On my way back home from Egypt this past weekend, I stopped in Frankfurt am Main, Germany to do some karaoke singing. While my stay in Frankfurt was brief, it was over 2 1/2 years in the making; it was as integral to the plans for my trip as singing in Egypt itself (to say nothing of visiting the pyramids). 🙂
To reach Egypt from my home city of New York, I arranged to fly via Lufthansa from New York to Cairo, connecting in Frankfurt; and for my return voyage I reversed that itinerary. I deliberately scheduled an overnight layover in Frankfurt during the return journey, in order to afford me a long-awaited opportunity to sing karaoke in Germany. The country that’s been bestowed with the sobriquet of the Land of Chocolate had hitherto been a glaring omission from my World Karaoke Tour, but that would finally change! (I’d been to Germany before, having spent several days in Berlin during my summertime romp through Europe in 1993. But although I’d sung in three countries during that same trip, Germany hadn’t been one of them. This was during the dawn of my World Karaoke Tour, and I wasn’t focused then, as I am now, on searching for karaoke in every city I passed through.)
Once those plans were in place, it took an unexpectedly long time to bring them to fruition. My Egyptian holiday was originally scheduled to happen in February 2011; but 18 days before my departure date, a revolution erupted in Cairo’s Tahrir Square, culminating in the overthrow of Egyptian dictator Hosni Mubarak and the installation of a democratically elected government. Given the chaos and danger that attended the uprising, my Egyptian tour — which I’d begun planning nearly a year in advance — was canceled by the tour operator. So I went to Morocco instead (a trip that will be covered in one or more future articles on this blog) and had an amazing time; and Casablanca, rather than Cairo, became the first African city on my World Karaoke Tour. I rescheduled my Egyptian vacation — including the overnight stay in Frankfurt — for one year later, in February 2012; I assumed that the situation on the ground in Cairo would calm down by then.
But while the threat level in Egypt had indeed receded by February 2012, I again failed to make it to Egypt. Due to illness, I was unable to travel this past February and rescheduled the journey yet again, this time postponing it to September 2012.
In the waning days of this summer, as the starting date for my third attempt at an Egyptian adventure approached, the possibility arose that I might have to postpone once more. In mid-September, anti-American protests erupted outside the United States embassy in Cairo. Some friends and family members urged me not to go to Egypt during this latest time of turmoil; they worried that my being not just an American citizen, but one of Jewish heritage, might make me a target for the agitators. Just one day before the Saturday when I was supposed to fly out of New York, I wasn’t sure what I would do. But my group tour in Egypt wasn’t canceled. It therefore would have been very expensive for me to cancel on my own at the last minute. Also, unlike in 2011, my government’s State Department did not issue any warnings to Americans to avoid non-essential travel to Egypt. I therefore proceeded with my vacation. That meant that I was slated to wind up in Frankfurt on the final Saturday of the month.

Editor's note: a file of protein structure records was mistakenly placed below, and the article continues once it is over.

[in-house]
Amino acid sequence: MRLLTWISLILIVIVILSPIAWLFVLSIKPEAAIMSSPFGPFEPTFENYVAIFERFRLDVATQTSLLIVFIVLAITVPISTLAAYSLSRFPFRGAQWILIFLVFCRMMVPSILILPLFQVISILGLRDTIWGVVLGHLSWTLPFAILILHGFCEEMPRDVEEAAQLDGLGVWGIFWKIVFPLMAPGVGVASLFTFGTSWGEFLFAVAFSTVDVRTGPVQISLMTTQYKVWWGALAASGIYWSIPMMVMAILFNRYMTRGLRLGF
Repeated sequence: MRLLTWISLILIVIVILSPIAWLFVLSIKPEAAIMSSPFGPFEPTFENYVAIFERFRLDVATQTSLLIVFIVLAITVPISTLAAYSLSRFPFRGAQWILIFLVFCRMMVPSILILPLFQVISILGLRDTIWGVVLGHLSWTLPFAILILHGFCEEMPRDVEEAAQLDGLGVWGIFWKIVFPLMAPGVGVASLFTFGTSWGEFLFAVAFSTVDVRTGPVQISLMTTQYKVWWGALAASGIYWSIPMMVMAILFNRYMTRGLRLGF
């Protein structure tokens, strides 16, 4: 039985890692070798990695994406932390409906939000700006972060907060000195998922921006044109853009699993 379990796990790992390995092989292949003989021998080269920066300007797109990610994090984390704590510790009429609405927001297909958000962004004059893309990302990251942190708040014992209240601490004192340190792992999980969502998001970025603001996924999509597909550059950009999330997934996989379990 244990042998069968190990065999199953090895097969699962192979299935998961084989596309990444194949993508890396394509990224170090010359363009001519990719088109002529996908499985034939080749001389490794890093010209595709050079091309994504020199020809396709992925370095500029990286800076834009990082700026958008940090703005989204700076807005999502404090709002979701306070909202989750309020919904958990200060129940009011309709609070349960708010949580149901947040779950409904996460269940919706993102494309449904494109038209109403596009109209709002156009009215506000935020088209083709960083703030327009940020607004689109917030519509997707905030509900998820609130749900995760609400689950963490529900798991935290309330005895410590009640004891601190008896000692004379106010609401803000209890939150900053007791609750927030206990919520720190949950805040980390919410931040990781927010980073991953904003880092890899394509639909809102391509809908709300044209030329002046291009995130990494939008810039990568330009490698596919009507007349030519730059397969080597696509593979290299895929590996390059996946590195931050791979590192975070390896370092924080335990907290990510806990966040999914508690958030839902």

The particular establishment where I’d be singing had been selected well in advance. My googling had brought to my attention a bar in Frankfurt that offers karaoke on Fridays and Saturdays: an Irish pub called O’Reilly’s, just across the street from Frankfurt’s enormous train station, the Haputbahnhof. Before I left New York, I confirmed that O’Reilly’s was still in business and still offered karaoke on weekends. And so, at the conclusion of an absolutely fantastic tour of Egypt — about which I’ll have much more to say in the coming weeks — I headed to Cairo International Airport to catch my flight to Frankfurt. Egypt had become country no. 25 on my World Karaoke Tour less than two weeks earlier; now it was time for Germany to become no. 26.
My flight out of Cairo was delayed some three hours. As a result, I didn’t even land at Frankfurt’s airport until approximately 10:40 pm. But I zoomed through the terminal in record time, and got to my hotel pretty quickly. Finally, at about midnight, I strolled into the Irish pub for some karaoke!
The atmosphere in O’Reilly’s on Saturday night was electric. The bar is huge, and it was packed. It didn’t hurt that, serendipitously, the great German festival of Oktoberfest was going on. While Oktoberfest is celebrated most spiritedly in the Bavarian city of Munich, several hundred kilometers to the south, where the festival originated, the folks at O’Reilly’s were pretty amped-up anyway. I didn’t intentionally plan my night in Germany to coincide with Oktoberfest; it was just a nice bonus, and one that made the night even more special.